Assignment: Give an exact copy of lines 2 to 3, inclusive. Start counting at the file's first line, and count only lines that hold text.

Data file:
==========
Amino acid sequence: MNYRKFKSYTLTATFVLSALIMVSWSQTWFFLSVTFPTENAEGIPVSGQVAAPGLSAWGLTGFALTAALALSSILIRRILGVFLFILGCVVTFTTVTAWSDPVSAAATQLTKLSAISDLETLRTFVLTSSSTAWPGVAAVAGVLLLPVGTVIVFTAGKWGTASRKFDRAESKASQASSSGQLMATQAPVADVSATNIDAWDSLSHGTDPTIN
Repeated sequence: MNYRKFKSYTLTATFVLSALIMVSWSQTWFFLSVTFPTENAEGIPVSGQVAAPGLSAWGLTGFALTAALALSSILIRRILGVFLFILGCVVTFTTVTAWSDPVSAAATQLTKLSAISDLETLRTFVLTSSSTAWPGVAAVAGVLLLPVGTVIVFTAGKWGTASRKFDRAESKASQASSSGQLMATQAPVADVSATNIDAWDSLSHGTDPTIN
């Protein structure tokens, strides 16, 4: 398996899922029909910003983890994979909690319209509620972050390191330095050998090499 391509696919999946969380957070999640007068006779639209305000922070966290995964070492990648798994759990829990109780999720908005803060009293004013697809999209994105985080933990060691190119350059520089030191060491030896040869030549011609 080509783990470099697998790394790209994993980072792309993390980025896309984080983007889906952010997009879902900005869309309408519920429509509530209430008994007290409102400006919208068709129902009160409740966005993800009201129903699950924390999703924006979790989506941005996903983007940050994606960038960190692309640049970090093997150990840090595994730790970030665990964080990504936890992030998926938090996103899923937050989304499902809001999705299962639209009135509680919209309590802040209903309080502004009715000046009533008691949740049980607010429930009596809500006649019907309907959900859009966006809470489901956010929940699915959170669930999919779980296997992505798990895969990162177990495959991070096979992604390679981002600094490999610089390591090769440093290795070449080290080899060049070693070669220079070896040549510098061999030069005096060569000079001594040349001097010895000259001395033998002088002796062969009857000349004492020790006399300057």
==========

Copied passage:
Repeated sequence: MNYRKFKSYTLTATFVLSALIMVSWSQTWFFLSVTFPTENAEGIPVSGQVAAPGLSAWGLTGFALTAALALSSILIRRILGVFLFILGCVVTFTTVTAWSDPVSAAATQLTKLSAISDLETLRTFVLTSSSTAWPGVAAVAGVLLLPVGTVIVFTAGKWGTASRKFDRAESKASQASSSGQLMATQAPVADVSATNIDAWDSLSHGTDPTIN
């Protein structure tokens, strides 16, 4: 398996899922029909910003983890994979909690319209509620972050390191330095050998090499 391509696919999946969380957070999640007068006779639209305000922070966290995964070492990648798994759990829990109780999720908005803060009293004013697809999209994105985080933990060691190119350059520089030191060491030896040869030549011609 080509783990470099697998790394790209994993980072792309993390980025896309984080983007889906952010997009879902900005869309309408519920429509509530209430008994007290409102400006919208068709129902009160409740966005993800009201129903699950924390999703924006979790989506941005996903983007940050994606960038960190692309640049970090093997150990840090595994730790970030665990964080990504936890992030998926938090996103899923937050989304499902809001999705299962639209009135509680919209309590802040209903309080502004009715000046009533008691949740049980607010429930009596809500006649019907309907959900859009966006809470489901956010929940699915959170669930999919779980296997992505798990895969990162177990495959991070096979992604390679981002600094490999610089390591090769440093290795070449080290080899060049070693070669220079070896040549510098061999030069005096060569000079001594040349001097010895000259001395033998002088002796062969009857000349004492020790006399300057």